The CSS named color system is notoriously bad: keywords are often difficult to remember (navajowhite), illogical (darkgrey actually displays lighter than dimgray) and/or visually questionable (lime and fuchsia verge on the bilious).
Until CSS custom named hues and variables are widely supported, preprocessors remain the best way to create your own custom color names. Defining site colors in Sass creates a cohesive color library that can be used to style content quickly and easily, with named colors that are significantly easier to remember and type than their hex equivalents. However, it can be burdensome to build a decent color library with a logical naming system.
Inspired by Ingrid Sundberg’s color thesaurus, as well as the work of Adam Morse and Joe Hanson, I’ve created a Sass visual color library for site prototyping, design and development. These new defaults – 204 keywords in all – use evocative and logical names, making for easy implementation. As much as possible, the keywords reference familiar hues from the natural world. In some cases, they replace the classic CSS keyword names with more visually appealing colors.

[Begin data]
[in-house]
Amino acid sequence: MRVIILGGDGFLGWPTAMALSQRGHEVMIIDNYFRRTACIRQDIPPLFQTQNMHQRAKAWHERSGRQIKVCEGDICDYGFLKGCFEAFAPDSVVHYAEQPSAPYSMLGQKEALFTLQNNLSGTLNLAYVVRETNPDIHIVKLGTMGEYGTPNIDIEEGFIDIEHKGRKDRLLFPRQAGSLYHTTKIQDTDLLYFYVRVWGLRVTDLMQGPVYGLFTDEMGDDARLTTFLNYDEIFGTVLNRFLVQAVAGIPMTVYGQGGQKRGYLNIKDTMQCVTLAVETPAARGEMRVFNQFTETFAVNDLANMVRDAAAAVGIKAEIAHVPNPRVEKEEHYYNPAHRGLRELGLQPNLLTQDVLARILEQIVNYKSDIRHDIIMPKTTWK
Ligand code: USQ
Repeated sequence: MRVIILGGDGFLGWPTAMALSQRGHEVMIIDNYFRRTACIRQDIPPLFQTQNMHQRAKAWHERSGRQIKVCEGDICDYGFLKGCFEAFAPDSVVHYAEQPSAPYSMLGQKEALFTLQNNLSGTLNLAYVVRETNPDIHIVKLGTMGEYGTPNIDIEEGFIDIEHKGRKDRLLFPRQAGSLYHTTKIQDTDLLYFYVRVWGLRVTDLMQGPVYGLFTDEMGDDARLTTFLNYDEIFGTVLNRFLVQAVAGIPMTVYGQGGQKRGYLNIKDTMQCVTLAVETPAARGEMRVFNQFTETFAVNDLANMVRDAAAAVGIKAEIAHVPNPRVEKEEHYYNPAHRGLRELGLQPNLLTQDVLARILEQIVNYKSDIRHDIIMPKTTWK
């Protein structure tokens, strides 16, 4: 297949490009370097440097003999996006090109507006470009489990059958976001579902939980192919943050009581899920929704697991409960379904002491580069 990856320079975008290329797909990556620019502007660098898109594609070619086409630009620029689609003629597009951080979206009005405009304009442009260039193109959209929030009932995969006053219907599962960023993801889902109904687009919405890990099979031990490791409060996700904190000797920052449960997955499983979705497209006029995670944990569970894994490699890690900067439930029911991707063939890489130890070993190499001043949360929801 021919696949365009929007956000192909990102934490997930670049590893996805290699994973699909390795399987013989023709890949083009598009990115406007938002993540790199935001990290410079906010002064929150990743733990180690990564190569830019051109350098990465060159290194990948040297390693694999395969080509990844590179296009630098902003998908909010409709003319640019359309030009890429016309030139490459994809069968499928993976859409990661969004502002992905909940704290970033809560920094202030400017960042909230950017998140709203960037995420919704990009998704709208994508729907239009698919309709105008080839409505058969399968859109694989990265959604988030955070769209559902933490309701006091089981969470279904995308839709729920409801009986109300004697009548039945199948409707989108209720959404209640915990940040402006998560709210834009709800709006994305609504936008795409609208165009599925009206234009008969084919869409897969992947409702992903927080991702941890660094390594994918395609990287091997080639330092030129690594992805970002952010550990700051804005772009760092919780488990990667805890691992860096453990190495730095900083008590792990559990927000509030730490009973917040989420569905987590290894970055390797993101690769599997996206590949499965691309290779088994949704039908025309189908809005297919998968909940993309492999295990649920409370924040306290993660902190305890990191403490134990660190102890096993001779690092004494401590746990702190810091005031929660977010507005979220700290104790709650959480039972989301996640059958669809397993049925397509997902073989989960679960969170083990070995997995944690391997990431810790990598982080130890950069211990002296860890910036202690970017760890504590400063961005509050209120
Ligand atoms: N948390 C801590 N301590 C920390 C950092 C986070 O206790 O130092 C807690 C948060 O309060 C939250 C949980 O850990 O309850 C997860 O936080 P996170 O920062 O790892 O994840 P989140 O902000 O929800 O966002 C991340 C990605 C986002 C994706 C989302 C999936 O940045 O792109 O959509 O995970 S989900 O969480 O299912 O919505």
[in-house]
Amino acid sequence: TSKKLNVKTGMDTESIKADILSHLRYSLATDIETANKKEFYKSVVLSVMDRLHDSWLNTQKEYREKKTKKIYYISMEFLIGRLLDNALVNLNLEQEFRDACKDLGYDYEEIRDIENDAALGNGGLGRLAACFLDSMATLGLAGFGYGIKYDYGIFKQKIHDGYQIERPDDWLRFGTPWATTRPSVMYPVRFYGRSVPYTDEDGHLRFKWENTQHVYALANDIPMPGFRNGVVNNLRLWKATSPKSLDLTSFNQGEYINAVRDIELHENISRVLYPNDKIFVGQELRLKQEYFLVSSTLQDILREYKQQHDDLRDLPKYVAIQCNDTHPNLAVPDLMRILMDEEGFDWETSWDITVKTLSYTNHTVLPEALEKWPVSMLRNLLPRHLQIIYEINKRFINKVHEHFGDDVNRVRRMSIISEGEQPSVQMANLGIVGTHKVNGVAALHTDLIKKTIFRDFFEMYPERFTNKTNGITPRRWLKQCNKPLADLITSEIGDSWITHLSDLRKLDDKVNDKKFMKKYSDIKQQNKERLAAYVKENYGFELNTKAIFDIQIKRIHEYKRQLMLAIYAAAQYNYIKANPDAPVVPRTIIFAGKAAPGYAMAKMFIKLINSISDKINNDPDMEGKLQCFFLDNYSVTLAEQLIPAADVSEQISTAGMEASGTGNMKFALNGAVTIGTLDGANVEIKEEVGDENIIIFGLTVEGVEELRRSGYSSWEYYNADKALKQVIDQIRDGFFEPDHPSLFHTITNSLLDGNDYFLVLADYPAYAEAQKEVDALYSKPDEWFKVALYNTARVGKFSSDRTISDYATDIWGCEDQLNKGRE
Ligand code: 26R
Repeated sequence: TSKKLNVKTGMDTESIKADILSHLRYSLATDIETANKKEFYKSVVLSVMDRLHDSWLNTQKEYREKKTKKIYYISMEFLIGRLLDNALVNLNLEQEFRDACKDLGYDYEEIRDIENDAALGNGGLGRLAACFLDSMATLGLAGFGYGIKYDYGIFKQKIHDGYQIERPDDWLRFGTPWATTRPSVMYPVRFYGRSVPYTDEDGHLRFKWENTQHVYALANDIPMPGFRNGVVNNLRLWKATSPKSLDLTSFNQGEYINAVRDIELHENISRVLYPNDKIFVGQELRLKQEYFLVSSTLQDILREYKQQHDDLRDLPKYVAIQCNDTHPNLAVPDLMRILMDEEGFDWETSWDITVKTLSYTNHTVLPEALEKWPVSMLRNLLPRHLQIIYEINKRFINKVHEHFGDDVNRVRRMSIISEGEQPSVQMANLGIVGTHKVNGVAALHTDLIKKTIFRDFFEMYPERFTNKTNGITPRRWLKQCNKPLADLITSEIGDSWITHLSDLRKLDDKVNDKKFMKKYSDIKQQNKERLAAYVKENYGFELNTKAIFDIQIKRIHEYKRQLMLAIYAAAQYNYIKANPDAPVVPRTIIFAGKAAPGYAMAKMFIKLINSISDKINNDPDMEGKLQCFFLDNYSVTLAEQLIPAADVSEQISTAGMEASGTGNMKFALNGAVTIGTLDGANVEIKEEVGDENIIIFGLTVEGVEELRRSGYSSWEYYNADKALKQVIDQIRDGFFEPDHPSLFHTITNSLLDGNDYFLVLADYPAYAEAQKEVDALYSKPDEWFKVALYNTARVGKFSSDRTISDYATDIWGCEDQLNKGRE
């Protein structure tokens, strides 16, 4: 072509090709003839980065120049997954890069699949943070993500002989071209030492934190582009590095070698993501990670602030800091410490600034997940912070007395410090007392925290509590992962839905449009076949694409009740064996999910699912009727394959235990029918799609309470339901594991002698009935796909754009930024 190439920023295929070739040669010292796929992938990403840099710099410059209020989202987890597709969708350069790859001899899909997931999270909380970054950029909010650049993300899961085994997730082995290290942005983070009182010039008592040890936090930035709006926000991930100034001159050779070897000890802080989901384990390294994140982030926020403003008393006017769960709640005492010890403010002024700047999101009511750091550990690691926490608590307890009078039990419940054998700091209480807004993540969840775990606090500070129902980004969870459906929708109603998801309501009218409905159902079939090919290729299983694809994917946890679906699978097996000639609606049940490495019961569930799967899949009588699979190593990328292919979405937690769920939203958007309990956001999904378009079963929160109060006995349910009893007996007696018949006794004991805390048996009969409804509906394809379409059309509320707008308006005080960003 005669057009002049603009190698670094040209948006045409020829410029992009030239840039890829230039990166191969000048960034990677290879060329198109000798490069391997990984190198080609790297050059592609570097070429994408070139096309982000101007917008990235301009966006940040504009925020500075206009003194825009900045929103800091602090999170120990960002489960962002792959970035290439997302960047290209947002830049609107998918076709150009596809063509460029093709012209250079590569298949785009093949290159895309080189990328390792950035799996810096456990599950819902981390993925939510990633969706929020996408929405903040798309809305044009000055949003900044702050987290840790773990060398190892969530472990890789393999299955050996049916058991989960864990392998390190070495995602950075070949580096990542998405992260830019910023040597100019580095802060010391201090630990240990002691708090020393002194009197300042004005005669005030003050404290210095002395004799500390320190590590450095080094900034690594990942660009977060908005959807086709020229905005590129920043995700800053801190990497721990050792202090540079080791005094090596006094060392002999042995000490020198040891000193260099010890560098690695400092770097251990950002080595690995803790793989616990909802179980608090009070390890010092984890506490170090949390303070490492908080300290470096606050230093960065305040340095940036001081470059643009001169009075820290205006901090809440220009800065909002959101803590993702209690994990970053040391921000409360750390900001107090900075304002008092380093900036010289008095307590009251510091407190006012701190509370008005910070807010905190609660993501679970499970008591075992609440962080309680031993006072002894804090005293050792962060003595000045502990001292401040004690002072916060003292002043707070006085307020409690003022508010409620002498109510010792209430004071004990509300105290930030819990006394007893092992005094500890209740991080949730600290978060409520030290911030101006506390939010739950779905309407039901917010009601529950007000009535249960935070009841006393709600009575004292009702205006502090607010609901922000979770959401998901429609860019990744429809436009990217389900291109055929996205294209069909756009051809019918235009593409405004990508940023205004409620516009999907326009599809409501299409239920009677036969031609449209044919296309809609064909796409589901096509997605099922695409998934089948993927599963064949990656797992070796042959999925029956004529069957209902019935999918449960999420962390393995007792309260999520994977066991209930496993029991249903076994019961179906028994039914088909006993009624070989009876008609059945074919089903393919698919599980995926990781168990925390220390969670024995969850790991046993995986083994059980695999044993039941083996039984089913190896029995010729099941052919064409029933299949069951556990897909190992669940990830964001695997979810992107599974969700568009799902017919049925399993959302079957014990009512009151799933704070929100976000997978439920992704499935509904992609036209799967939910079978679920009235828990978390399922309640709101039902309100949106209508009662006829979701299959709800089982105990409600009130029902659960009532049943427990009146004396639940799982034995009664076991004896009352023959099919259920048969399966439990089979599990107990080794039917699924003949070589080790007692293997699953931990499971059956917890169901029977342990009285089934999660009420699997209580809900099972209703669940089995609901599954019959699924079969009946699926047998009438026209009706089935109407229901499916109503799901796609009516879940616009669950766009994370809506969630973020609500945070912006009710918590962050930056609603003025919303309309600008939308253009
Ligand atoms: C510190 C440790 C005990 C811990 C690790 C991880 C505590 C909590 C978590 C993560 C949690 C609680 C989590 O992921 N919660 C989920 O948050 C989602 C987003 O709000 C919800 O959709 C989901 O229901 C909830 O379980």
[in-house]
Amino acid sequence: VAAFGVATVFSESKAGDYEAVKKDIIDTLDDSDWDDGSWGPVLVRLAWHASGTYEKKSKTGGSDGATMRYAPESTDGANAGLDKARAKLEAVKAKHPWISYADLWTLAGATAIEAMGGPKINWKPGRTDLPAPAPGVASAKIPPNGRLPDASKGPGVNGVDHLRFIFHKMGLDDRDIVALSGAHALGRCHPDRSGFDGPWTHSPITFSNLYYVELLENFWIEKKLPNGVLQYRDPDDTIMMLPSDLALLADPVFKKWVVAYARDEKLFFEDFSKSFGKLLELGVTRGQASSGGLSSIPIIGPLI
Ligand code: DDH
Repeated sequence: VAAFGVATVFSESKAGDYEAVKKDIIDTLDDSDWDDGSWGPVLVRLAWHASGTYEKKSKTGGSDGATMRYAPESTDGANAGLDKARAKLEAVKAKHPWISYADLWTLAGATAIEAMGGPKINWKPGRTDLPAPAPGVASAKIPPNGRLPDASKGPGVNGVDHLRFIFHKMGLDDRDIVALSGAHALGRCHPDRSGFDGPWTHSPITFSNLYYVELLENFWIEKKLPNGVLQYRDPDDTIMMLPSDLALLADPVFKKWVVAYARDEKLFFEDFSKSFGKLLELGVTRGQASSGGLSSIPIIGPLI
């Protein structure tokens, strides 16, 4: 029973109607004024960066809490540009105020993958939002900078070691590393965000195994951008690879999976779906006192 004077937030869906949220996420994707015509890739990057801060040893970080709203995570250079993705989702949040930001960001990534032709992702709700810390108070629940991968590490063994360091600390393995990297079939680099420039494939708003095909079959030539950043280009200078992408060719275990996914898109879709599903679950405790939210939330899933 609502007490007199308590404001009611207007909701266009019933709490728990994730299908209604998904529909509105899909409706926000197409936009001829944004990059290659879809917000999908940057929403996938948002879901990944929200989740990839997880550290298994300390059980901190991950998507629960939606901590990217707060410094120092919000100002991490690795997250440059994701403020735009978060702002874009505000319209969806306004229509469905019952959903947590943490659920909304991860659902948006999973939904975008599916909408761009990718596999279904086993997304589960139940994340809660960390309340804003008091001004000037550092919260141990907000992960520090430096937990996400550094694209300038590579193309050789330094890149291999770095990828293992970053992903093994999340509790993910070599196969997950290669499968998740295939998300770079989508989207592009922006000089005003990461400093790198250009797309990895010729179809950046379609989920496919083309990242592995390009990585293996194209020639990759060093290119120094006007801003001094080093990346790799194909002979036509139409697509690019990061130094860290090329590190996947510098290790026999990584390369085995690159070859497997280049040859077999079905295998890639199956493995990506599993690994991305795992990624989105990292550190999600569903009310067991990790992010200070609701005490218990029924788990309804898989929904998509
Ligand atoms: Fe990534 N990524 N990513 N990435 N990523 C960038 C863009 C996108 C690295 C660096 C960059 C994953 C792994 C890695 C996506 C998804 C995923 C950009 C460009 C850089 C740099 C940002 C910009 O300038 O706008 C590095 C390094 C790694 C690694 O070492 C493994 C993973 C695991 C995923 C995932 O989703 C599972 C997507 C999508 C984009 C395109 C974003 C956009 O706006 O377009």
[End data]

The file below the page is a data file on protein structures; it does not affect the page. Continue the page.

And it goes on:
Using the color keyword library in Sass is easy. From the Github repo, include _color-map.scss and _color-generator.scss in your project:
Of course, outside the scientific realm, color is entirely subjective: you’re very welcome to create your own variations in the color map, or change them to suit your tastes, while the traditional color keywords remain entirely available to you. I look forward to any use and feedback!